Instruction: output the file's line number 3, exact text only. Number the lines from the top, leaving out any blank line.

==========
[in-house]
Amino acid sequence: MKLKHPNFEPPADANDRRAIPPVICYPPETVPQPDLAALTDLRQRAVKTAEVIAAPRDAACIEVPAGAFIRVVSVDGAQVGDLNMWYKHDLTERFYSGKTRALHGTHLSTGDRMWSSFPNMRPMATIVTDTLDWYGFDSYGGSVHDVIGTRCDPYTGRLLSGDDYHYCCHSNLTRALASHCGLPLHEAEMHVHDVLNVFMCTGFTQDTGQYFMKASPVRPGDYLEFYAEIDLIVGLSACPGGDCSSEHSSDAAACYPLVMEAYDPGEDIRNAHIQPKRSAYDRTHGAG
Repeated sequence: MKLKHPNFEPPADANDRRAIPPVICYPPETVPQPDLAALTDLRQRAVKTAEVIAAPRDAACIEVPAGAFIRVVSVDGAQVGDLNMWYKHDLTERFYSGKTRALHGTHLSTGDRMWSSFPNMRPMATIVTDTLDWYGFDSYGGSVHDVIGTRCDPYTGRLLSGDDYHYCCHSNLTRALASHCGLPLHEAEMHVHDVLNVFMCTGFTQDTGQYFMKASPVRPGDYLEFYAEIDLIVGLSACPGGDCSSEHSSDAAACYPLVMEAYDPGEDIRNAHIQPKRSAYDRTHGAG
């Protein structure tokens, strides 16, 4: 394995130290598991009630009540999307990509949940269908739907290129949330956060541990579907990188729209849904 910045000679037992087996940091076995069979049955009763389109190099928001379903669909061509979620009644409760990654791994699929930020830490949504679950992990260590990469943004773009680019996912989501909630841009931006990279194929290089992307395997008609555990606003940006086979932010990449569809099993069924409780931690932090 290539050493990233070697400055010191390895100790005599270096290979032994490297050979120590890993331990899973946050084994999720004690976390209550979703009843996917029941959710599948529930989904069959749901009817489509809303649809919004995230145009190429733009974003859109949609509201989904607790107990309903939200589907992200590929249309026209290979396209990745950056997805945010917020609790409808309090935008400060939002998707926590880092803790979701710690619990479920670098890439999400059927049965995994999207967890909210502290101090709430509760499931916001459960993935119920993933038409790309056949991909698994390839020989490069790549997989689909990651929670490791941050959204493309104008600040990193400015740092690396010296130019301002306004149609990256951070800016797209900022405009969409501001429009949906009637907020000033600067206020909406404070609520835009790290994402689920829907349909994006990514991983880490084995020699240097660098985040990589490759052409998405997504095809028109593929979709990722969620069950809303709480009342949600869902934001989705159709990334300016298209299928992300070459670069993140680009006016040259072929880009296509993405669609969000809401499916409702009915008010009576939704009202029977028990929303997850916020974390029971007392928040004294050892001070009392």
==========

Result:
Repeated sequence: MKLKHPNFEPPADANDRRAIPPVICYPPETVPQPDLAALTDLRQRAVKTAEVIAAPRDAACIEVPAGAFIRVVSVDGAQVGDLNMWYKHDLTERFYSGKTRALHGTHLSTGDRMWSSFPNMRPMATIVTDTLDWYGFDSYGGSVHDVIGTRCDPYTGRLLSGDDYHYCCHSNLTRALASHCGLPLHEAEMHVHDVLNVFMCTGFTQDTGQYFMKASPVRPGDYLEFYAEIDLIVGLSACPGGDCSSEHSSDAAACYPLVMEAYDPGEDIRNAHIQPKRSAYDRTHGAG